A second school (like this piece by Science20.com contributor Robert Cooper) says that at least one or two of the three events is a direct reflection of climate change, and would have been highly unlikely in past decades before the greenhouse effect began to make itself felt. The third school argues, like Currier at HuffPost, that all three events can be directly attributed to the global warming process.

[A]ll major components of this superstorm show the signature of human-induced climate change to varying degrees, and without global warming the chance of the three occurring together like this would have a probability of about zero. So, let’s make it simple, and just say climate change caused this storm.

I’ll name the three events quickly and then explain them in greater detail.

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Probing the Psychology of Climate Denial

By J.J. Goldberg

America’s weird and weirdly mounting resistance to the science of climate change is a topic of growing alarm around the world. What’s behind it? No clear answers yet, but some interesting new bits of insight are surfacing.

First up, a sharply worded cri de Coeur by Chesapeake Bay-area environmental activist Mike Tidwell that appeared on the op-ed page of the Baltimore Sun just after the Durban climate conference ended in mid-December, looking at the arc of atmospheric warming and the expected impact on human society: “AIDS, poverty, war – none of them will matter if the atmosphere warms by 11 degrees in a century.”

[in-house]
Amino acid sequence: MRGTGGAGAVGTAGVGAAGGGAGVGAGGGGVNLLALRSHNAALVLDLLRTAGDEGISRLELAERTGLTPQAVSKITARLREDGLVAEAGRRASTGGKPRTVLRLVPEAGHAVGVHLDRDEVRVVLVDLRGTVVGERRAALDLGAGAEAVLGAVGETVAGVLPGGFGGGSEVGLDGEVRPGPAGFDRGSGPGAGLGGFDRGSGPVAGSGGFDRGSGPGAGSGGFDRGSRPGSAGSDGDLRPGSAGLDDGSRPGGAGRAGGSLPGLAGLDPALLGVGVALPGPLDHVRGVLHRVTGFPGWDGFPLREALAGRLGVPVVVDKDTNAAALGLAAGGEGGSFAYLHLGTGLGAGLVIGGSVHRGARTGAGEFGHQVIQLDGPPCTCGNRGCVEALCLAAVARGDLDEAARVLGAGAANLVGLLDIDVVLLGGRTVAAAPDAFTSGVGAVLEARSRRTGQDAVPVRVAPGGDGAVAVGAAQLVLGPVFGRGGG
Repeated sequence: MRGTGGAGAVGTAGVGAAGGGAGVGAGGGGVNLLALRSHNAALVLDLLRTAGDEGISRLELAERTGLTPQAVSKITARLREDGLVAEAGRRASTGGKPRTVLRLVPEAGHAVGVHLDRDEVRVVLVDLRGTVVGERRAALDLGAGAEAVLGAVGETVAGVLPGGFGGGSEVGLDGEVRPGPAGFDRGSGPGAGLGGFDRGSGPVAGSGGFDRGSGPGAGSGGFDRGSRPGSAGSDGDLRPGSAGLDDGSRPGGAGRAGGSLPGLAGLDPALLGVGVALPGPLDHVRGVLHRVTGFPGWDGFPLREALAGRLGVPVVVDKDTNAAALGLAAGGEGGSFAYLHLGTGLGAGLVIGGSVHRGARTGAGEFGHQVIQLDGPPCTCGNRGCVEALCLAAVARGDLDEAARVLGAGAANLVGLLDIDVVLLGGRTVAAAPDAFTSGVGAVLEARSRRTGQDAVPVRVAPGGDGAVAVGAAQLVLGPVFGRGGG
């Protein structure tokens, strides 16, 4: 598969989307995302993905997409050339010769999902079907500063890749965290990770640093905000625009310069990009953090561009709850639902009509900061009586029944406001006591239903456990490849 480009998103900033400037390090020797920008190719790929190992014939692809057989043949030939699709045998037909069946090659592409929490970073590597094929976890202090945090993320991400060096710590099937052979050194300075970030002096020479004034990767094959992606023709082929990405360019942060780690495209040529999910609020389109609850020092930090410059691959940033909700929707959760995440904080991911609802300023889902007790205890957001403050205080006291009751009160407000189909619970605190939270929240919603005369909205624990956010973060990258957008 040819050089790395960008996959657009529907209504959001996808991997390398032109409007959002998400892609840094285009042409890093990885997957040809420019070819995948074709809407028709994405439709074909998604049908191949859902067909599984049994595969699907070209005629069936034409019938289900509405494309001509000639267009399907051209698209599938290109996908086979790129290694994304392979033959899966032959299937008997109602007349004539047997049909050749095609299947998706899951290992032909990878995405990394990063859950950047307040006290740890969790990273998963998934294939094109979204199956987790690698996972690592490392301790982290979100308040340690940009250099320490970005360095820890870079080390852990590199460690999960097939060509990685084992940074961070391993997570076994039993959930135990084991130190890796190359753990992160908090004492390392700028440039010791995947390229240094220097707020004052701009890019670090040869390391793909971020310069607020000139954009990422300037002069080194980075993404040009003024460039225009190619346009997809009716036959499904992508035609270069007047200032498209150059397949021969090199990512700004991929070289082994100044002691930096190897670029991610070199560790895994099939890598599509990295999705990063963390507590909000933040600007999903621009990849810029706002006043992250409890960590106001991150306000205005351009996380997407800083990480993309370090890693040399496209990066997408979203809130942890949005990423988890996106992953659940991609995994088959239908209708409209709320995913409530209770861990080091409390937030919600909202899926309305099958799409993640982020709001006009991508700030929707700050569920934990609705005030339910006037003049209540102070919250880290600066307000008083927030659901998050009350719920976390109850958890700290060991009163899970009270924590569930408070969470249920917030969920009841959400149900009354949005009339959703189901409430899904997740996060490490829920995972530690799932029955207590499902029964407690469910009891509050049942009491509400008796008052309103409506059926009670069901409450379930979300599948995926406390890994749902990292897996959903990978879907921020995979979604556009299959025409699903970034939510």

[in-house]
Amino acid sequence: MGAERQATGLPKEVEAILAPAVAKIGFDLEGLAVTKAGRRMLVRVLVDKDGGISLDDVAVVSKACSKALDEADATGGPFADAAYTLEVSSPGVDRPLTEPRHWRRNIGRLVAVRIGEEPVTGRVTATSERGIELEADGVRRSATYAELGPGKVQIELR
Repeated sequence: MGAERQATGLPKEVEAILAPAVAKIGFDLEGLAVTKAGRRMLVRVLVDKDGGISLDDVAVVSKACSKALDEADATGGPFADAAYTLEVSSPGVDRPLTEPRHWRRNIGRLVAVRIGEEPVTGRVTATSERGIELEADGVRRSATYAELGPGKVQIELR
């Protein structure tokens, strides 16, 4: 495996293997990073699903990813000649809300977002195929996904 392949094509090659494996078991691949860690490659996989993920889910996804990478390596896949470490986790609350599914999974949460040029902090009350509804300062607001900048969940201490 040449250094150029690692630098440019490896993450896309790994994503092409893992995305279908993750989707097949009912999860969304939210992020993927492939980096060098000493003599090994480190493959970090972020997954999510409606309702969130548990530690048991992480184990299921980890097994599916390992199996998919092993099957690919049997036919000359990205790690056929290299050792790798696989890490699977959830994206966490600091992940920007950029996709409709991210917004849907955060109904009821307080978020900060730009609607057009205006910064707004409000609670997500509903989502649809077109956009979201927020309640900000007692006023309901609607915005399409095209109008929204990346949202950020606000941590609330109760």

Second, and perhaps most chilling, an investigative piece on the front page of The New York Times the other day, detailing the growing difficulty climate scientists face in studying the phenomenon because of funding cuts and political resistance to the science itself.

Third, a fascinating exploration from 2010 by an Australian philosophy professor, Clive Hamilton, of some psychological and cultural aspects to the politics of science denial. His most eye-opening insight: the way that acceptance or denial of the research becomes part of one’s personal social-political identity, so that examining someone’s voting habits and views on abortion and taxes now serve as safe predictors of their views on climate science and environmental regulation in a way that simply wasn’t true a decade ago. His other stunner: a lengthy comparison of today’s hostility to “liberal science” with the reaction against “Jewish science” touched off in Central Europe in 1920 by Albert Einstein’s General Theory of Relativity.

Granted, the idea of psychoanalyzing people who disagree with your opinions smacks of the worst sort of intellectual arrogance, not to say closed-mindedness. In this case, however, we’re not talking about opinion but about scientific fact, and as the late Daniel Patrick Moynihan once said, Everyone is entitled to his own opinion but not his own facts.